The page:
This is unfortunate, because a negative consumer reaction to bots threatens to tarnish the perception of conversational interfaces and B2C messaging as a whole, similar to how 800 numbers have become associated with ineffective IVR systems and long hold times. The medium is the message, and if messaging a brand means providing a bot that can’t understand consumers, you are basically saying to consumers “we don’t care.”
What are bots made of?
Bots purport to be a paradigm shift in consumer communication, combining cutting-edge AI and deep learning with the ability to integrate into existing messaging platforms. But the AI powering these bots is already available in other implementations — and it just doesn’t work reliably yet.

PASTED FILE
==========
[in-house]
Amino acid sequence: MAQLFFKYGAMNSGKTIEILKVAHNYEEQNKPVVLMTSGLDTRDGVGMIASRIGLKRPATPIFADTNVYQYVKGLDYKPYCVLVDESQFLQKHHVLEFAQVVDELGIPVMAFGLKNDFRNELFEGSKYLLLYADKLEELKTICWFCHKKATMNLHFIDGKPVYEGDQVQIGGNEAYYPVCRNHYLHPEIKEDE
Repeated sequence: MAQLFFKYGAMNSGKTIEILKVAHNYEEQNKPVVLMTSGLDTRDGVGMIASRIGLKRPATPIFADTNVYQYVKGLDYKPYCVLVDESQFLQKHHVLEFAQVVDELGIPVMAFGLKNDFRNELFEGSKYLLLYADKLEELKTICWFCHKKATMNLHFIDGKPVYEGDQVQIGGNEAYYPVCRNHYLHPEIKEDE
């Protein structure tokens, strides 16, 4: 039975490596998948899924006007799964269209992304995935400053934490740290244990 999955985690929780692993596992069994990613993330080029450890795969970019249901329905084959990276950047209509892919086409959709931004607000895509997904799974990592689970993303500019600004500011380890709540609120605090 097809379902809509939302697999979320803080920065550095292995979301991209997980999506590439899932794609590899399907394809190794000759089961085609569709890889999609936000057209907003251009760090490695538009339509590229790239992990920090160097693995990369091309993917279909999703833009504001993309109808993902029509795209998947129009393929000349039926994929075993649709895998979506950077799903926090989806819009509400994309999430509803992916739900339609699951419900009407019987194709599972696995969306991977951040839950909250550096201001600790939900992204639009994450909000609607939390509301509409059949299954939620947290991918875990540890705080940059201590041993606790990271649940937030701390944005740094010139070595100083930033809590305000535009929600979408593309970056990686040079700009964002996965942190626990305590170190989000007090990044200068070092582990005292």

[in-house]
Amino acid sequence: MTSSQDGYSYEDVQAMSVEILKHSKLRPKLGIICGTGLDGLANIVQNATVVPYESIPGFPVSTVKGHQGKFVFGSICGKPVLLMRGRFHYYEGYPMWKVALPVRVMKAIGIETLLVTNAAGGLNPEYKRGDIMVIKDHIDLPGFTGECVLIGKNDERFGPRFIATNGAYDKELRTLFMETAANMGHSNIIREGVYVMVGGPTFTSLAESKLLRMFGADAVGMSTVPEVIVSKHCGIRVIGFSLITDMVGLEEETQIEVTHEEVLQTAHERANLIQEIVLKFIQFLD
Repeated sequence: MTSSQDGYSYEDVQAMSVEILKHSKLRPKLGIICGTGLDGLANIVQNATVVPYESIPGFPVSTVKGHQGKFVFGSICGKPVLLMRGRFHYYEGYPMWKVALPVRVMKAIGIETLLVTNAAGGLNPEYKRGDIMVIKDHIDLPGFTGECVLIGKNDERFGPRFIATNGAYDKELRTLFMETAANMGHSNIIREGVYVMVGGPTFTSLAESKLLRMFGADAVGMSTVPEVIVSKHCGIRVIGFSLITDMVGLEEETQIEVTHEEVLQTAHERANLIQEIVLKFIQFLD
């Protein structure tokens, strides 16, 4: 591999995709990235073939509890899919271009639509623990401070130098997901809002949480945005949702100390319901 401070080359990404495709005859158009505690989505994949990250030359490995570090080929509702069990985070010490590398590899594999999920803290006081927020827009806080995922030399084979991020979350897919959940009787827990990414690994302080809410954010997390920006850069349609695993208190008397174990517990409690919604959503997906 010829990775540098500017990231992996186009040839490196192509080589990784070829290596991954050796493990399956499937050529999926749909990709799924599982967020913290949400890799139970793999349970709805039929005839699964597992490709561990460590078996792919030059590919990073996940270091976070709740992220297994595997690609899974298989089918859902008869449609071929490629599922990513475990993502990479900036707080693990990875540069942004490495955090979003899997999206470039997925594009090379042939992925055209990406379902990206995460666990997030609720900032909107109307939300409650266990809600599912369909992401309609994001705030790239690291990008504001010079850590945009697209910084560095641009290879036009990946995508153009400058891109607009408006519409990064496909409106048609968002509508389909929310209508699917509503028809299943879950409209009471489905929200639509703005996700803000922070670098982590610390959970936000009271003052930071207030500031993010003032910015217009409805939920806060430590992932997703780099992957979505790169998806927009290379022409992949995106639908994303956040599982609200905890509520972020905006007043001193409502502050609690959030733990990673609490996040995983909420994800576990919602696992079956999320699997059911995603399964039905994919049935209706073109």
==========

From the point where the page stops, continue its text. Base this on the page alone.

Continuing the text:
With expectations set so high, be prepared to see a lot of frustration and disappointment as reality sets in.
We’ve all experienced this in the form of both virtual assistants (Siri, Cortana, etc.), as well as the ubiquitous and frustrating automated systems used in telephone customer service. While they have their uses, most of us are painfully aware of the limitations of both. Sure, bots eliminate the voice recognition and voice synthesis steps, but those aren’t where the real challenges lie.
Understanding (and speaking) the words isn’t hard; it’s understanding the meaning that’s the challenge.
The limits of robotic communication